True story: I was in some poor seats at Candlestick, and the Rockies and the Giants were playing a meaningful series right around the All-Star Break. Really. True story. It was one of the best examples for the corollary to the "Giants are always awful in Coors"-theory, which is "The Rockies ain't much better in San Francisco." A three-game sweep put the Rockies in a funk from which they never escaped.
The away-lag and home-advantage of the Rockies has been the most underrated curse in the game. "The Curse of Less Oxygen." "The Curse of Making the World Sit Through Innumerable Four Hour, 13-10 Games." "The Curse of Stealing Duane Kuiper Away, Even If Just For One Season." Whatever. The unknown quantity of the Denver air held enough surprise to lead the Rockies to one playoff appearance with a fair team, but it was the first and last postseason trip. The extreme homefield advantage of the early years was partially reminiscent of the Giants in the first year of Pac Bell. No one was quite sure how to align their outfield at first, the Giants figured it out after about 20 games, and for the rest of the season the park played neutral for the Giants and like the Astrodome for the opposition. Another advantage the Giants had that season was the river of anabolic steroids flowing through the clubhouse.
After trying the Billion-Dollar Pitcher Experiment, the Draft Exclusively Sinker Pitchers Experiment, and Jeff Cirillo, the Rockies finally settled on the humidor. As long as there aren't any shenanigans with different balls being sent out for the tops and bottoms of innings, I'm in love with the humidor. Coors Field will never be perfect -- the outfield will always allow too many bloops and gappers for my taste -- but the games are watchable now. That's the good news. The bad news is that the Rockies are in the beginning stages of another experiment: the Maybe If We Have a Bunch of Good Players, Our Record Will Improve Experiment. It's hard to be a fan of that one.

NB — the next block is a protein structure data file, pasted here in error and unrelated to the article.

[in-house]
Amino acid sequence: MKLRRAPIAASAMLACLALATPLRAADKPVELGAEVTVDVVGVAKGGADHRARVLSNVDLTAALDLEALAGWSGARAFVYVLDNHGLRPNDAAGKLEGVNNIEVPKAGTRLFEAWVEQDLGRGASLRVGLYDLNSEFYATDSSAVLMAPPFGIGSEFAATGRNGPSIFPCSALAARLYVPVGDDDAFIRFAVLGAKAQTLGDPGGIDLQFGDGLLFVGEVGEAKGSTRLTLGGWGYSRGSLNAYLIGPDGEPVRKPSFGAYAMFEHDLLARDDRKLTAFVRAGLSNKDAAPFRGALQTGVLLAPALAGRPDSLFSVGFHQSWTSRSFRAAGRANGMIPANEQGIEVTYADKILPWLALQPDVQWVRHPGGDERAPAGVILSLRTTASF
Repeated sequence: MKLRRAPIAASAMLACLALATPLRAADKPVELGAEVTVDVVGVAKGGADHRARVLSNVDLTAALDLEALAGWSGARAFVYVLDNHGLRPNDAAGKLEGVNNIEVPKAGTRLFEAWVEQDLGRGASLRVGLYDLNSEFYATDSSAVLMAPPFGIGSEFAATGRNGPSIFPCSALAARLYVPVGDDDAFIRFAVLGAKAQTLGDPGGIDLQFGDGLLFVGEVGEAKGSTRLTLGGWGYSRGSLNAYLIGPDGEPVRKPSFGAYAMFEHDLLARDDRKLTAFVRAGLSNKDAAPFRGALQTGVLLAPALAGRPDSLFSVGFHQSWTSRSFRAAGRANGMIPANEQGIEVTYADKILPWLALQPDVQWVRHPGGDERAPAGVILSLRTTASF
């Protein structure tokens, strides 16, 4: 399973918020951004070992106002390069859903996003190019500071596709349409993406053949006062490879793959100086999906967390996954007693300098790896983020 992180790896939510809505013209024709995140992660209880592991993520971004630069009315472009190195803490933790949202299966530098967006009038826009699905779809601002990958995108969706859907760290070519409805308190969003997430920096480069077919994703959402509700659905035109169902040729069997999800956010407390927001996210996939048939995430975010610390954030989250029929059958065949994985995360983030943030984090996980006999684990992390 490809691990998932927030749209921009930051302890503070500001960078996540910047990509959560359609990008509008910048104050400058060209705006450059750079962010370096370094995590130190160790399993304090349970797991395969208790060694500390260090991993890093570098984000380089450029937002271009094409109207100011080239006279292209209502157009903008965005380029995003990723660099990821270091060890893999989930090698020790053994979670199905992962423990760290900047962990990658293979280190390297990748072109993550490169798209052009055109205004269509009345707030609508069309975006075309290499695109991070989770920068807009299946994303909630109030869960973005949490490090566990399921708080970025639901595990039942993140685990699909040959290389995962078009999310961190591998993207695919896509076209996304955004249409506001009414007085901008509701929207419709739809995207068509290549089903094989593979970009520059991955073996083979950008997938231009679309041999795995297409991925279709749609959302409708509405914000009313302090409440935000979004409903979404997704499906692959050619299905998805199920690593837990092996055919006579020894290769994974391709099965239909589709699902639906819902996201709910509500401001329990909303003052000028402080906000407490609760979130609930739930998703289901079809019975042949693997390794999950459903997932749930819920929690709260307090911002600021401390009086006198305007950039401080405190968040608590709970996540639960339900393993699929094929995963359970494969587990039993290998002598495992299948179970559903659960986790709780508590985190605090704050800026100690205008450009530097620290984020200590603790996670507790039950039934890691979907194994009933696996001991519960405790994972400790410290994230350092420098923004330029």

The offense is almost there. Todd Helton might be declining, but he could still out hit every Giants first baseman of the past decade right-handed. Garrett Atkins is already good, Troy Tulowitzki is expected to make the Bobby Crosby quick-jump to the majors, and Matt Holliday and Brad Hawpe are a very nice outfield combination. If the Rockies can get anything from Chris Iannetta -- whom I am guaranteed to pick five rounds too early in any fantasy draft, just as I did with Ben Petrick for about seventeen years -- they could lead the National League in runs scored with some home-field help.
Their starting pitching isn't as exciting. Jeff Francis is, but that's it. Rodrigo Lopez in Coors? The rehabbin' 'n' nibblin' ways of Brian Lawrence in Coors? Trading Jason Jennings for Jason Hirsh was a brilliant gamble for the long-term, but the odds of Hirsh stepping into a Colorado rotation and being as effective as Jennings right away are slim. The offense is promising, but it isn't Yankee-promising where the deep flaws of a rotation can almost be entirely ignored.
The Rockies also have some interesting arms in the bullpen, and some hard-throwing youngster from deep in their system could surprise the league. Some of the veteran arms could come through as well.
I'm expecting the Rockies to come in last, but wouldn't be stunned if they contended.
Lineup rank in the NL West: 4th
Rotation rank in the NL West: 5th
Bullpen rank in the NL West: No idea